There’s a big difference between “delegating” and “washing one’s hands”. The project manager has to constantly arrange all the moving pieces of a project into a cohesive plan and vision. He or she has to keep that plan organized and focused on the outcome in the face of tremendous change. If the PM gives that job away to someone who only understands part of the picture, all the work outside the purview of the assignee is at risk.

Quite often the cause isn’t that the PM is lazy or autocratic (although that’s usually the perception). Projects are meant to create something new that didn’t exist before, at that company, for those people. They also cross boundaries between the business asking for the new product or service (the domain), and the developers who will create it. A person trained in project management often isn’t trained in the domain or the development.

That’s an awful lot of unknown for one person. If the project is especially complex, there can be a big temptation to sit back and let all those other people who seem to know what they’re doing handle all the heavy lifting. But those people are depending on the PM to keep the moving parts together. What’s the poor Sack to do?

1. Learn about your project. Talk to your people (and buy them a cup of coffee, cheapo). Understand what they do, at least from a high level. You’ll learn more in time; but you have to be patient. Rome wasn’t built in a day, and even you can’t process multiple careers’ worth of knowledge in your first week on the job.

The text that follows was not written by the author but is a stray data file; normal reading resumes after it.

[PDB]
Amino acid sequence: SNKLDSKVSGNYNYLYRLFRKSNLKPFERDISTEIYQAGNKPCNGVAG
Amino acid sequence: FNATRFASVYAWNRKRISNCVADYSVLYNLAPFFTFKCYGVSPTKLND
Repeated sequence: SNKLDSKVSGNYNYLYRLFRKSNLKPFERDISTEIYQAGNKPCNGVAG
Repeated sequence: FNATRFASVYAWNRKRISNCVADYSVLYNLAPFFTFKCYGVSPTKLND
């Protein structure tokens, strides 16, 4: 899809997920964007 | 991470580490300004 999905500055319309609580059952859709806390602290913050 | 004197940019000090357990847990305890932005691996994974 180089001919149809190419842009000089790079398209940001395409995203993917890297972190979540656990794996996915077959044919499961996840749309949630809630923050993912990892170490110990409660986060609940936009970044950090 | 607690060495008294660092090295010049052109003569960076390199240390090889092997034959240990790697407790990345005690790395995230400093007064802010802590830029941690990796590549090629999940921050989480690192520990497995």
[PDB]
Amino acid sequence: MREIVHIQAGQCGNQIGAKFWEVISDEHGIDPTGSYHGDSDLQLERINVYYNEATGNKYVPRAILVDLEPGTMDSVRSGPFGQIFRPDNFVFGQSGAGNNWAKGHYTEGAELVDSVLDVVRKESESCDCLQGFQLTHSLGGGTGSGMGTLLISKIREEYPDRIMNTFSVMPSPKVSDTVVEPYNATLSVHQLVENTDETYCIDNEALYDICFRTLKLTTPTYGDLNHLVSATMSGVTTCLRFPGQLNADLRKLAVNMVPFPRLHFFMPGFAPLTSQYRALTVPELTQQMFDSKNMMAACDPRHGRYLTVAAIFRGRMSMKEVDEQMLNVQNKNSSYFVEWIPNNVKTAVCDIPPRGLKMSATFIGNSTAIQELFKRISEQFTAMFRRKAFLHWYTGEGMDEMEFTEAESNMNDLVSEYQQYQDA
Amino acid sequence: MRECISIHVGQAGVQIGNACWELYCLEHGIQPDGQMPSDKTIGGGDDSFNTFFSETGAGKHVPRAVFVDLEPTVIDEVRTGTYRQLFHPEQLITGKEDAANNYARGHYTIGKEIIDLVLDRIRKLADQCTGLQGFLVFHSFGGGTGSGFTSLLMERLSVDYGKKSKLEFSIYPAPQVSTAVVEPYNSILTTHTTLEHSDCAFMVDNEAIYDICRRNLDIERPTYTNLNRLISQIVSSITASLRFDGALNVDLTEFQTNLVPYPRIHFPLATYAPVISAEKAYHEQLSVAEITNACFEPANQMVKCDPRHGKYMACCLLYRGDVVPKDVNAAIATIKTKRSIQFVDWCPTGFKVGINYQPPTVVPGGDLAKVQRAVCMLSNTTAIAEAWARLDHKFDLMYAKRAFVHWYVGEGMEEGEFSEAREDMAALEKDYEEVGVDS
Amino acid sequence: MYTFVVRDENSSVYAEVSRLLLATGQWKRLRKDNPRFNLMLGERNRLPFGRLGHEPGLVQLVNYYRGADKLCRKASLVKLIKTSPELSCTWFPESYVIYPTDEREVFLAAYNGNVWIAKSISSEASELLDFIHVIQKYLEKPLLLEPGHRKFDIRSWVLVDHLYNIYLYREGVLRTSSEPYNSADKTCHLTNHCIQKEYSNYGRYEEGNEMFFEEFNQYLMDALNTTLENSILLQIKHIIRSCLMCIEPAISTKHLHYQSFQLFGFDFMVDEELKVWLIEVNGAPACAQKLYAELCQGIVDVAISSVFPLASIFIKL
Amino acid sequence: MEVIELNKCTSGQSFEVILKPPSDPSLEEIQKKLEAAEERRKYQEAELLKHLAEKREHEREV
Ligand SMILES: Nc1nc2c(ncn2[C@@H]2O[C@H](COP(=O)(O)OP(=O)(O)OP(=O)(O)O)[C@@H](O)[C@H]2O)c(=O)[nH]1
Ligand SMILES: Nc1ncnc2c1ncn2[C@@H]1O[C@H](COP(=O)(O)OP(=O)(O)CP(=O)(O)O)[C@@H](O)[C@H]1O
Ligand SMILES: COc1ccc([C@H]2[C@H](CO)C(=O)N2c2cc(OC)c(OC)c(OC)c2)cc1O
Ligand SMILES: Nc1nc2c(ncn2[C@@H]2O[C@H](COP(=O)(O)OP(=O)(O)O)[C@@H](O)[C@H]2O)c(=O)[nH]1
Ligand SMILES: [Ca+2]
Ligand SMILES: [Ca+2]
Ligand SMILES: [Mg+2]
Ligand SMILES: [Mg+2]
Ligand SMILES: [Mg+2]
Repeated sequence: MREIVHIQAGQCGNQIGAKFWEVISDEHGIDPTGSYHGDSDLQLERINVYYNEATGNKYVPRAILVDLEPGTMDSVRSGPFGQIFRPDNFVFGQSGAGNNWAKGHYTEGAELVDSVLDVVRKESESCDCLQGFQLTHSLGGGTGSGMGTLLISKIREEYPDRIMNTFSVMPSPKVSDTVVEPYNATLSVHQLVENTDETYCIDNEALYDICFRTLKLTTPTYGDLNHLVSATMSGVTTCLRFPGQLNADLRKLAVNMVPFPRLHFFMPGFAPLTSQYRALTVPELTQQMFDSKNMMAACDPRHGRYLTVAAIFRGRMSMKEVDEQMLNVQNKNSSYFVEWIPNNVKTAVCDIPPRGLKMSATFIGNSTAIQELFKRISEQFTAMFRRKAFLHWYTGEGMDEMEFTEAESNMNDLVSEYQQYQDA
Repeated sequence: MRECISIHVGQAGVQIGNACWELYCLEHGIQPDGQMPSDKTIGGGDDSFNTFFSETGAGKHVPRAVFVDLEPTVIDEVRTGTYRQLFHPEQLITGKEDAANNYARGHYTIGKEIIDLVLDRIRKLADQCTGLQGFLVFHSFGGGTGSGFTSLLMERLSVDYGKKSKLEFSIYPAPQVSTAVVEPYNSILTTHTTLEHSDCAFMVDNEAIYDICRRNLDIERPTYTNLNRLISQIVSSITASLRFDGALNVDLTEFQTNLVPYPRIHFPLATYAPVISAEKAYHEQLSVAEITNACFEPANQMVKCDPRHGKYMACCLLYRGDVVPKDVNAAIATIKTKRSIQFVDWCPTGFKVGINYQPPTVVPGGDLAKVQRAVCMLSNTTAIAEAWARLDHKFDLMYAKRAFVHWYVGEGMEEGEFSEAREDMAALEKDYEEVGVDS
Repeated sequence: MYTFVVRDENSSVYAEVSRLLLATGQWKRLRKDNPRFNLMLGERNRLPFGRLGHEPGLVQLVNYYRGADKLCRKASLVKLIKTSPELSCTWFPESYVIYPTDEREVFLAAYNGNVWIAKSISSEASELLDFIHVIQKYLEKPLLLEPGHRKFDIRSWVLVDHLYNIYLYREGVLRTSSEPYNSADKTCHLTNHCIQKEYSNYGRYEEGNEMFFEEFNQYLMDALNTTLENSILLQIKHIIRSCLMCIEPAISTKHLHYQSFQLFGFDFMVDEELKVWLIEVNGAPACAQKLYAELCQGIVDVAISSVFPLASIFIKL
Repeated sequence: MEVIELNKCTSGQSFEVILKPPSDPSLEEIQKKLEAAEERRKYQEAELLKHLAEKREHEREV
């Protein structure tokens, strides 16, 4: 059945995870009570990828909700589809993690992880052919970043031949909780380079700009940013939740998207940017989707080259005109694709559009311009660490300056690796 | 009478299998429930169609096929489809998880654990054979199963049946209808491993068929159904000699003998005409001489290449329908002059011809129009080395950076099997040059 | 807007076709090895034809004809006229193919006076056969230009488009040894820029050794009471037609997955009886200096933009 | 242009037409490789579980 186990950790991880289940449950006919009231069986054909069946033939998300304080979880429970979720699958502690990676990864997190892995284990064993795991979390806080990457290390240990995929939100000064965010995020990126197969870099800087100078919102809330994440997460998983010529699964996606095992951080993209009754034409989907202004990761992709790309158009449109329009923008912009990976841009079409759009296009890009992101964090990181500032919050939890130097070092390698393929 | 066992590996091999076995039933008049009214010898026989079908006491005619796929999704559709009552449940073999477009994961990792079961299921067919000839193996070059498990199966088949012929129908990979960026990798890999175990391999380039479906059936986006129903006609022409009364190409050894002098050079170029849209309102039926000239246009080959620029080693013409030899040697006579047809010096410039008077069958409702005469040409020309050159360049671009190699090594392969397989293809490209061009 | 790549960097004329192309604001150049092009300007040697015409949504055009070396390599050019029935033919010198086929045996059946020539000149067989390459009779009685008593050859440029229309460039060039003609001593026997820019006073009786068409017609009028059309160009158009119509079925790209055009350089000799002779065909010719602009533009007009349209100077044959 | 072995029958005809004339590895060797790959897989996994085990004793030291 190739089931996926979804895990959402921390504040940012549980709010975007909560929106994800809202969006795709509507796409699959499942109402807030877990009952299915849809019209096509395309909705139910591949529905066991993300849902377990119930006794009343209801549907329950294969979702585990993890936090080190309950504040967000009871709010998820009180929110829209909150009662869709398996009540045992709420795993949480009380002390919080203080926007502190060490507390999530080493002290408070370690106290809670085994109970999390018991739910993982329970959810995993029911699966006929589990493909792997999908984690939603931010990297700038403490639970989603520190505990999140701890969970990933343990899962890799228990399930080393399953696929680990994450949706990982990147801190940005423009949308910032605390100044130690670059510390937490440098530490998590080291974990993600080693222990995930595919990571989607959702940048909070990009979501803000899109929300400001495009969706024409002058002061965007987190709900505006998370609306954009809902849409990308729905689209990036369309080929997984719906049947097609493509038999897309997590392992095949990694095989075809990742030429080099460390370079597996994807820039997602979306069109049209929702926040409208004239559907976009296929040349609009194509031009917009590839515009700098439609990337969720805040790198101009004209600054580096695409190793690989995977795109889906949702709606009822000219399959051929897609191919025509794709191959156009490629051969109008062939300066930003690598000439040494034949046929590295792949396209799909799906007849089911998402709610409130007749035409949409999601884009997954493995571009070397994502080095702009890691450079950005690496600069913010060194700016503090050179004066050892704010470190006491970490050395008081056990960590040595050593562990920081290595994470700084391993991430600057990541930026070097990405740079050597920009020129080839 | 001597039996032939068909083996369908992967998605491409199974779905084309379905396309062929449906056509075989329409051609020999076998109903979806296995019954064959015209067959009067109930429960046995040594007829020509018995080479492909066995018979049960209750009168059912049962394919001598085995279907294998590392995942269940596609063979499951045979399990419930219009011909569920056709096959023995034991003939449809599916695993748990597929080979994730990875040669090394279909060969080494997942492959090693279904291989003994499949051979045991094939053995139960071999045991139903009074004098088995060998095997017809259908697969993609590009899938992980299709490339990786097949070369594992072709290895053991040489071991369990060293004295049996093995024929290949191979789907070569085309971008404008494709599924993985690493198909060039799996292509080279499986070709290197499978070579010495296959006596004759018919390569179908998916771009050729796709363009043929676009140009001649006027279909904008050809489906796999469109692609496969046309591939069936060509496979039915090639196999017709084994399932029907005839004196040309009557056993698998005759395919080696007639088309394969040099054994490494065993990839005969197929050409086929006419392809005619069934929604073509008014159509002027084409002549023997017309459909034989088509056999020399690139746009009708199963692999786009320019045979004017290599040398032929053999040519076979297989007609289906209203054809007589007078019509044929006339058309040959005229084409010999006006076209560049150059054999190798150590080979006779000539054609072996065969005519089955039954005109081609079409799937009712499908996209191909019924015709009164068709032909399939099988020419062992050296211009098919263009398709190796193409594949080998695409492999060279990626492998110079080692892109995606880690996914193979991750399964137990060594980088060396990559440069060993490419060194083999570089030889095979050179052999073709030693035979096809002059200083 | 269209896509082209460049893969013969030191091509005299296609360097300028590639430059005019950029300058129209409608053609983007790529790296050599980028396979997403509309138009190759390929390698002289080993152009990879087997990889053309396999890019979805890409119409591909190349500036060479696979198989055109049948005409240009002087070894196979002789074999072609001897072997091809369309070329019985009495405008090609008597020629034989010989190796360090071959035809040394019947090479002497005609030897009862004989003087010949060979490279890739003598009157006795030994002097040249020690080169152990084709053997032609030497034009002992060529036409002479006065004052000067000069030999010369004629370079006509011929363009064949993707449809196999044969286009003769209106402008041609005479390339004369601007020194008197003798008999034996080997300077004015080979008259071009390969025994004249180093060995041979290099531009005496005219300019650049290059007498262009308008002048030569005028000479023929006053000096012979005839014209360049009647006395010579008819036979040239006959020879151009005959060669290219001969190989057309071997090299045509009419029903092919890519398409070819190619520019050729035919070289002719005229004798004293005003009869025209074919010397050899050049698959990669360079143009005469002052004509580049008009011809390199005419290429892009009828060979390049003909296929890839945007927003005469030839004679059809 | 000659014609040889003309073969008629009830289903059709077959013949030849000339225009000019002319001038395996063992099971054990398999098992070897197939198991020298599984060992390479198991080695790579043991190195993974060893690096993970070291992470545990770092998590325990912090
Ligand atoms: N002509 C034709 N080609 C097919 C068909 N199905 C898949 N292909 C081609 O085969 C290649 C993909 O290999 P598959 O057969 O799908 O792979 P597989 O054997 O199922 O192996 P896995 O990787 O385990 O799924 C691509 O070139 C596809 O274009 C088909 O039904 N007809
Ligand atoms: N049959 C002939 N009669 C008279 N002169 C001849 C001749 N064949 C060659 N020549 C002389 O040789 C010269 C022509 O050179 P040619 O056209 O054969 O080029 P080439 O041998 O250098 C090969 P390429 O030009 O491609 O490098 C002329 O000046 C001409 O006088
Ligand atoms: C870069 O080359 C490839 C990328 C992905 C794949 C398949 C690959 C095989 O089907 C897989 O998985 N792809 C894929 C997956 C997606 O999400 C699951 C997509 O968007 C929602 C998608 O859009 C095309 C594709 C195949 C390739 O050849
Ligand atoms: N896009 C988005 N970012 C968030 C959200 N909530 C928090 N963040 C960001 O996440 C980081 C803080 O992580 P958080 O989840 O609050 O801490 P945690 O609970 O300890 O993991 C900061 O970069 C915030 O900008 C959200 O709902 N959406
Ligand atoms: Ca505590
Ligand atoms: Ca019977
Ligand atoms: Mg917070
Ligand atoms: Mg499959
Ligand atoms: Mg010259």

That doesn’t mean you’re exempt from asking lots of questions though, right up to the last day of the project. My teams have often likened me to a five year old: “why is the sky blue? where do babies come from? what happens if I push this button? why are you staring at me?” I’m okay with that. 😉

The more you understand about the thing your team is creating, the better you’ll be able to steer your project around roadblocks.

2. Learn effective delegating techniques. Like many professional skills, there’s this big assumption that people know how to delegate out of the box. Let me settle this right now: good delegating is an art form and it’s hard. The idea is to assign enough work away from yourself that you’re free to do your job, while still being responsible for all of it. Here are some great articles on good delegation:

Assigning work effectively, staying on top of the work you’ve assigned, and maintaining active relationships with your team members will help prevent this behaviour from rearing its ugly head. And knowing you’ll live to work another day means the only Saks you have to worry about can be found on New York’s Fifth Avenue!

Next up: The Magpie

 

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This series has eight more articles coming your way! Don’t miss a single one!

I’d like to hear from you about this article. At the very top in the grey box are eight other destructive PM behaviours I could think of. But the list isn’t inclusive. Offer up other behaviours you think could be added to the list and if I get enough I’ll run another series featuring yours!

I’m a professor of project management at the college where I work. My students continually amaze me with their insights, passion and all-around awesomeness. I figure they deserve access to more answers than I can give them by myself. This site is for them.